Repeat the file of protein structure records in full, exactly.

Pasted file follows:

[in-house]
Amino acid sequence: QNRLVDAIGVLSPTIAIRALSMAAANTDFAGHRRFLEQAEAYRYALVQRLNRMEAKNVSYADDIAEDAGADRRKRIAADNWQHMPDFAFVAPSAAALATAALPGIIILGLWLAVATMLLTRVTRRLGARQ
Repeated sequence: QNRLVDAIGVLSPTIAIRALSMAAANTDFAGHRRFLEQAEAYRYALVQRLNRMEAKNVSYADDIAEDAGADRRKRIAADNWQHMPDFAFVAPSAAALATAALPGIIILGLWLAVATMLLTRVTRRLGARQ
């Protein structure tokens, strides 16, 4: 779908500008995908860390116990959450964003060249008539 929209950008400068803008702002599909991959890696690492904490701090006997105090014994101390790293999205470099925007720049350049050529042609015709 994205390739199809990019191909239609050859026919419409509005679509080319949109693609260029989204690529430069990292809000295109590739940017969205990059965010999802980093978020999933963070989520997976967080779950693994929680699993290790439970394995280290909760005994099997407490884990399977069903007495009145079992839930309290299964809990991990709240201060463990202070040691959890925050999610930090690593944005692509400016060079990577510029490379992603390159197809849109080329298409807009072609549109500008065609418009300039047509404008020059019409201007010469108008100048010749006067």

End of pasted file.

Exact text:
[in-house]
Amino acid sequence: QNRLVDAIGVLSPTIAIRALSMAAANTDFAGHRRFLEQAEAYRYALVQRLNRMEAKNVSYADDIAEDAGADRRKRIAADNWQHMPDFAFVAPSAAALATAALPGIIILGLWLAVATMLLTRVTRRLGARQ
Repeated sequence: QNRLVDAIGVLSPTIAIRALSMAAANTDFAGHRRFLEQAEAYRYALVQRLNRMEAKNVSYADDIAEDAGADRRKRIAADNWQHMPDFAFVAPSAAALATAALPGIIILGLWLAVATMLLTRVTRRLGARQ
């Protein structure tokens, strides 16, 4: 779908500008995908860390116990959450964003060249008539 929209950008400068803008702002599909991959890696690492904490701090006997105090014994101390790293999205470099925007720049350049050529042609015709 994205390739199809990019191909239609050859026919419409509005679509080319949109693609260029989204690529430069990292809000295109590739940017969205990059965010999802980093978020999933963070989520997976967080779950693994929680699993290790439970394995280290909760005994099997407490884990399977069903007495009145079992839930309290299964809990991990709240201060463990202070040691959890925050999610930090690593944005692509400016060079990577510029490379992603390159197809849109080329298409807009072609549109500008065609418009300039047509404008020059019409201007010469108008100048010749006067």